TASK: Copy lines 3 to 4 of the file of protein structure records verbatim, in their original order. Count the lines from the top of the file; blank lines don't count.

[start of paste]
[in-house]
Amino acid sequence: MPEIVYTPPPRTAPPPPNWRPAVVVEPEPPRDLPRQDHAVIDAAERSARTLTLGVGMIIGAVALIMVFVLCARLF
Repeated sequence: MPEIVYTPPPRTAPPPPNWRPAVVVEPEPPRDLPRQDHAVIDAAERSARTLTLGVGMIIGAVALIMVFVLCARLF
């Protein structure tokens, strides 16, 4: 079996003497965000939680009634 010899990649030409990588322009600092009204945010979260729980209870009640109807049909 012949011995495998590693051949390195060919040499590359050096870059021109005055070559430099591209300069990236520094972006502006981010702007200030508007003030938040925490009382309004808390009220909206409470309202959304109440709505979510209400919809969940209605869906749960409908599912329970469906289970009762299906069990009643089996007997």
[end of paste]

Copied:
Repeated sequence: MPEIVYTPPPRTAPPPPNWRPAVVVEPEPPRDLPRQDHAVIDAAERSARTLTLGVGMIIGAVALIMVFVLCARLF
């Protein structure tokens, strides 16, 4: 079996003497965000939680009634 010899990649030409990588322009600092009204945010979260729980209870009640109807049909 012949011995495998590693051949390195060919040499590359050096870059021109005055070559430099591209300069990236520094972006502006981010702007200030508007003030938040925490009382309004808390009220909206409470309202959304109440709505979510209400919809969940209605869906749960409908599912329970469906289970009762299906069990009643089996007997």